Manta rays are the largest rays and are closely related to sharks. These harmless rays have a short tail and no stinging spine. They are very acrobatic; they can even leap from the water. Remoras (Echeneida) are frequently seen with mantas, staying near the manta’s mouth (even inside the gill cavities). The remoras probably feed on parasites on the manta’s body and eat bits of the manta’s food.
These graceful swimmers are up to 29.5 ft (9 m) wide, but average about 22 ft (6.7 m) wide. The largest weigh about 3,000 pounds (1350 kg).
Mantas are dark brown to black on top with paler margins; they are mostly white underneath.
Diet and Feeding Habits
Mantas eat microscopic plankton, small fish, and tiny crustaceans. They funnel the food into their mouth while they swim, using two large, flap-like cephalic lobes which extend forward from the eyes.
Mantas have no teeth; they sieve their food.
Mantas are solitary creatures.
Mantas swim in tropical seas, living both close to shore and in open seas.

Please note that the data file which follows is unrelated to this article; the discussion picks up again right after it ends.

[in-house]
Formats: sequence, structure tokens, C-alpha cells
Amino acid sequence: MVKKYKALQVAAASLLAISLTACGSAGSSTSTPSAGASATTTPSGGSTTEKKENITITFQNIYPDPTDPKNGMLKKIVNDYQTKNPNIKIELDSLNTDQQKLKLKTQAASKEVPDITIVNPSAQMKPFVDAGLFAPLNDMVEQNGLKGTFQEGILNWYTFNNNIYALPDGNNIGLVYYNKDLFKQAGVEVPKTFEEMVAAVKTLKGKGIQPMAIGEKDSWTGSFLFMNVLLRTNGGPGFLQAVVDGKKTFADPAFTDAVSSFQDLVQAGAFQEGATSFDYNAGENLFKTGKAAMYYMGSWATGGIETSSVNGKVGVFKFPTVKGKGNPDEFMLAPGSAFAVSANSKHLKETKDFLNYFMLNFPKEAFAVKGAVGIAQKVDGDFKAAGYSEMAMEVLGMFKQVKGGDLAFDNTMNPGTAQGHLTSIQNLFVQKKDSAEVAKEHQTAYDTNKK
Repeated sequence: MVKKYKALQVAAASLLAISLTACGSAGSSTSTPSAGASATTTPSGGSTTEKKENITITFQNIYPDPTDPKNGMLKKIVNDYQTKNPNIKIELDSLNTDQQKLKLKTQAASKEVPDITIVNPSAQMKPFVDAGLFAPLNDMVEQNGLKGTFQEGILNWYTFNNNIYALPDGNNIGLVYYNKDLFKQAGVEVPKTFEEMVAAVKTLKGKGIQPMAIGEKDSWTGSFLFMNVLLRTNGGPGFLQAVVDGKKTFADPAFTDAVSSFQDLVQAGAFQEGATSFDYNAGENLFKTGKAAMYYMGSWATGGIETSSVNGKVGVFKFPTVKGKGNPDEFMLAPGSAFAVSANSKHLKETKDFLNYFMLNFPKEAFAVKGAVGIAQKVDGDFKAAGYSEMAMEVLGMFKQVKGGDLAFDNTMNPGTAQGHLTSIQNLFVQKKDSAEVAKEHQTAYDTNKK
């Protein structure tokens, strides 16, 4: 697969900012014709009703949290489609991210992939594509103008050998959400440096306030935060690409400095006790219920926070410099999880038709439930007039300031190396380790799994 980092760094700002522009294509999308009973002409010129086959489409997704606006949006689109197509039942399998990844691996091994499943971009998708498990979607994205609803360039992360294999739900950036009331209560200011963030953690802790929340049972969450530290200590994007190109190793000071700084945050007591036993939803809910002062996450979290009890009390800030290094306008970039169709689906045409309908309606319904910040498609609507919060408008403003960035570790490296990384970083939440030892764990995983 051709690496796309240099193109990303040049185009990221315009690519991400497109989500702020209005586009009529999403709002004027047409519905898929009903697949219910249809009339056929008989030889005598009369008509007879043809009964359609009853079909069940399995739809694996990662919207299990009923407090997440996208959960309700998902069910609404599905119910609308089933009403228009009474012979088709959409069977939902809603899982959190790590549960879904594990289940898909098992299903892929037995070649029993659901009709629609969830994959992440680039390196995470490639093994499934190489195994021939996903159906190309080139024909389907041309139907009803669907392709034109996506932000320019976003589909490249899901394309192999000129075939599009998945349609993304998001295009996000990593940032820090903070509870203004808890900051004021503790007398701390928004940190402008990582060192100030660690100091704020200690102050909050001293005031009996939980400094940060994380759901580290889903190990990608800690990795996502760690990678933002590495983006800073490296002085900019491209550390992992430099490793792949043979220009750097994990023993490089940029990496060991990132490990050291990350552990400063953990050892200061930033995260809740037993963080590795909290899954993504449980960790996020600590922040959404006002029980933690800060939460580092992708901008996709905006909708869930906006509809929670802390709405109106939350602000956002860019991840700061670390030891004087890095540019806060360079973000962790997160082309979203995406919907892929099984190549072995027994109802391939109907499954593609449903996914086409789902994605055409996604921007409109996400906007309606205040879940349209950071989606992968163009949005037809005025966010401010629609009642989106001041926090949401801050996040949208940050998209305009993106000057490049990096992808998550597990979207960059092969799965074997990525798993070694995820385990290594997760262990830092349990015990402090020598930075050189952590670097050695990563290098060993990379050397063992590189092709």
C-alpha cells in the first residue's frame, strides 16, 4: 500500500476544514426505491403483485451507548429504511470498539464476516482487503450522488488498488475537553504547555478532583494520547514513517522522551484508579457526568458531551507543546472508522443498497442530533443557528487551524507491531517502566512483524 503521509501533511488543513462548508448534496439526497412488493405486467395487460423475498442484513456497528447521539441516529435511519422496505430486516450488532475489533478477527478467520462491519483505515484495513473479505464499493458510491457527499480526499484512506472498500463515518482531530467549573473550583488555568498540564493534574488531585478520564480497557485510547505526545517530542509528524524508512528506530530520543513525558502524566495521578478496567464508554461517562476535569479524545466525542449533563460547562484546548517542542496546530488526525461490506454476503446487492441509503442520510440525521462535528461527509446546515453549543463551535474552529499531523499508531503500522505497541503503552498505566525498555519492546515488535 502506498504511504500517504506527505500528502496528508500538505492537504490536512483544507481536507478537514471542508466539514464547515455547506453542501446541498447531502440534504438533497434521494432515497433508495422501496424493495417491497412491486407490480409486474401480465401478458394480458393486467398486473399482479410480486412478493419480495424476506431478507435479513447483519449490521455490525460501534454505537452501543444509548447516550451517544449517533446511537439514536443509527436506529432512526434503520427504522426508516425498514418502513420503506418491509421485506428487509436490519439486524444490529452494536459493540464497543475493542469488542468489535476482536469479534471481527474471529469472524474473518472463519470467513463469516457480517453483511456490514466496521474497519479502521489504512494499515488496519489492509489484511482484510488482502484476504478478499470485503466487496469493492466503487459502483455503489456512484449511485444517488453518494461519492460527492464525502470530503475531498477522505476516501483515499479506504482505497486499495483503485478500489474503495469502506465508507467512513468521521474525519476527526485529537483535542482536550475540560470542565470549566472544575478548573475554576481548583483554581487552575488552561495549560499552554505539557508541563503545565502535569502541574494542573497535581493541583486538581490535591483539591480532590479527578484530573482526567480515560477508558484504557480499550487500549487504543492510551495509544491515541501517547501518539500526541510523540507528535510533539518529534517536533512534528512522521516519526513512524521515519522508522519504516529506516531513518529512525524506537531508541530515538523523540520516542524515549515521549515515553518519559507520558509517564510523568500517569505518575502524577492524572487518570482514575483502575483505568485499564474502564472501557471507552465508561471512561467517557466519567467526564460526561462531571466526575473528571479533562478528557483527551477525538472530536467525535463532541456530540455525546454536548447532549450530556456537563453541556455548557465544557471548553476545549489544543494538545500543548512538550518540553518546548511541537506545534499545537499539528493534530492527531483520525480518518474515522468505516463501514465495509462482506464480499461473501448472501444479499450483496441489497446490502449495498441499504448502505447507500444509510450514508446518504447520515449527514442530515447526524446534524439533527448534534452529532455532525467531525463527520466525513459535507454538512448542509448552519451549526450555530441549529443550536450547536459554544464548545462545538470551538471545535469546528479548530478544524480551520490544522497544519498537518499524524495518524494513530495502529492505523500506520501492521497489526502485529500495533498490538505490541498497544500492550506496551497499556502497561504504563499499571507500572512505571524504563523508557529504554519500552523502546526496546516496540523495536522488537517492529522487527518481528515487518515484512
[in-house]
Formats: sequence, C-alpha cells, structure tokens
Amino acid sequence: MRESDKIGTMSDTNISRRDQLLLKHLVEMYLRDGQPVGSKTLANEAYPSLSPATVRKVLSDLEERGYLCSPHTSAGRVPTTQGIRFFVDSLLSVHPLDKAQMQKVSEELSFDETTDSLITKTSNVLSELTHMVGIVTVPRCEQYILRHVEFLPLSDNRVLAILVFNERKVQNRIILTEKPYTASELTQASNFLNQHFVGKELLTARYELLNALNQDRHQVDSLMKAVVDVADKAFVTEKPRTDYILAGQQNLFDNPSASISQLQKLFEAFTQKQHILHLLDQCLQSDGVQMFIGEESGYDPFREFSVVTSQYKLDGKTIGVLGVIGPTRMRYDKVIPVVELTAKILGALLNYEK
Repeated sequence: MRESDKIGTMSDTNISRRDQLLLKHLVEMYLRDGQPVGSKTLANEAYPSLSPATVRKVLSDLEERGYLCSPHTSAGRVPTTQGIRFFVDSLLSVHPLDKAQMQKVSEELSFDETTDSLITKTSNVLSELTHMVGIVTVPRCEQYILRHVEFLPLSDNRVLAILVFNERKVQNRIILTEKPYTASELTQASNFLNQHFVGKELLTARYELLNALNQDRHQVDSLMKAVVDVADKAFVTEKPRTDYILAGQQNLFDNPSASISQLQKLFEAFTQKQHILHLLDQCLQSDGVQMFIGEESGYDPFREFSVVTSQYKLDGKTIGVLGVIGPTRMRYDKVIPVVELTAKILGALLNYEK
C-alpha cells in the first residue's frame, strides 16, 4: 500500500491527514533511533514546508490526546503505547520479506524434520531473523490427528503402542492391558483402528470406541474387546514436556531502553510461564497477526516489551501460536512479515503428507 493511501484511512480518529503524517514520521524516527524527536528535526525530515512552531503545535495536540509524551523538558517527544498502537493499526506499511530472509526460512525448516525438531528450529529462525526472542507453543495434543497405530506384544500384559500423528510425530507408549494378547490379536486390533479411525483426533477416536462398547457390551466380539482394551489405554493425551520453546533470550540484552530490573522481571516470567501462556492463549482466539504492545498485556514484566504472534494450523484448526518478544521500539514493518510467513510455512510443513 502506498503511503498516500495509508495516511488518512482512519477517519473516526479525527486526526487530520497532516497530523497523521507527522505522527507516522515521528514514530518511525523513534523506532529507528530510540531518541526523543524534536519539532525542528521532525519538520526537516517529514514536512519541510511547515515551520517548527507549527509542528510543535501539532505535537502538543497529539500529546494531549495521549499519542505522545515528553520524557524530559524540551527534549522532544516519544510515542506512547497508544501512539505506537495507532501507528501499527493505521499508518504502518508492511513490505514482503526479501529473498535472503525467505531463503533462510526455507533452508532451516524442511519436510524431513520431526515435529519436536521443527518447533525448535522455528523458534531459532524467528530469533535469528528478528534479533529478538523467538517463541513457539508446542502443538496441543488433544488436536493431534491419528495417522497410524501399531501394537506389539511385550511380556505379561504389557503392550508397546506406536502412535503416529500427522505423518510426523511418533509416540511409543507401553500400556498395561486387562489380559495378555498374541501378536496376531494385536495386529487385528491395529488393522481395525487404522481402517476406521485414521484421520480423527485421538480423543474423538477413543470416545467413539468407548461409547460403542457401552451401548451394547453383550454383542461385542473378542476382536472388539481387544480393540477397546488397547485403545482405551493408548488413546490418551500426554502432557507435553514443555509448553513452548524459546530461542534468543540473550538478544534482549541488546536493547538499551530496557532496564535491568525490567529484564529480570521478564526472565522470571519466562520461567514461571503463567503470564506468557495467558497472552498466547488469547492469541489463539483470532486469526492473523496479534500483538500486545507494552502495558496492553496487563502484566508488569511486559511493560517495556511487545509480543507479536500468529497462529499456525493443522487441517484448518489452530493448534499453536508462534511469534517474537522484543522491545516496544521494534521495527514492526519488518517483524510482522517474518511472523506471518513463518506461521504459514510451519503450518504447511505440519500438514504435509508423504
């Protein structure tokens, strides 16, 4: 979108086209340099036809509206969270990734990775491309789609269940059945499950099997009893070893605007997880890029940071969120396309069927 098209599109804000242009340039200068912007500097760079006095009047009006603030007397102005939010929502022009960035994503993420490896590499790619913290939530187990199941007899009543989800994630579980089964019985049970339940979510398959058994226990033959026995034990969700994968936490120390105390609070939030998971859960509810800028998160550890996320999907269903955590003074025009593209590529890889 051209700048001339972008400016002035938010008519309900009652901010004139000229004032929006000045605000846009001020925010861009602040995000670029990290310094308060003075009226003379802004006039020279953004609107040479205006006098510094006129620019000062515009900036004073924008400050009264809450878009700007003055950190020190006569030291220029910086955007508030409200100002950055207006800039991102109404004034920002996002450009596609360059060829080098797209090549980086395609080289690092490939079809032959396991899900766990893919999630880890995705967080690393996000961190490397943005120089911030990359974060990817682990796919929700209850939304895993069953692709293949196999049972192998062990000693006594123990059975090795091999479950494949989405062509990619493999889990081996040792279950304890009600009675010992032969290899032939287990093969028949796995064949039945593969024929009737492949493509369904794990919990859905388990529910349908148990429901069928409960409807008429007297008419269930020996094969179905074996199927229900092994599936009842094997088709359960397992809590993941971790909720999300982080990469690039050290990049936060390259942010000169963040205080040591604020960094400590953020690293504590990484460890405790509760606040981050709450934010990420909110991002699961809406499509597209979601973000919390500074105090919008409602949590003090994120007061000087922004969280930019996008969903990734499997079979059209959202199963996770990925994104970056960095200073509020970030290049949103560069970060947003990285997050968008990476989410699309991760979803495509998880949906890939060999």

Mantas are common and are found worldwide
Mantas are graceful swimmers. They swim by moving their pectoral fins up and down.
Mantas reproduces via aplacental viviparity. Females give birth to a one or two pups which are about 45 inches (1.2 m) wide and weigh roughly twenty pounds (45 kg). Young mantas grow very rapidly.
Manta Ray Attacks
Mantas are harmless to people and usually indifferent to divers.
- Kingdom Animalia (animals)
- Phylum Chordata
- Subphylum Vertebrata (vertebrates)
- Class Chondrichthyes (cartilaginous fish)
- Subclass Elasmobranchii (sharks and rays)
- Superorder Batoidea
- Order Myliobatiformes
- Family Myliobatidae (Eagle Rays),
- Genus Manta
- Species Birostris
- Manta ray printout for elementary school students.
Information Sheets About Sharks (and Rays)
Just click on an animal’s name to go to that information sheet. If the shark (or ray) you’re interested in isn’t here, check the Shark Dictionary.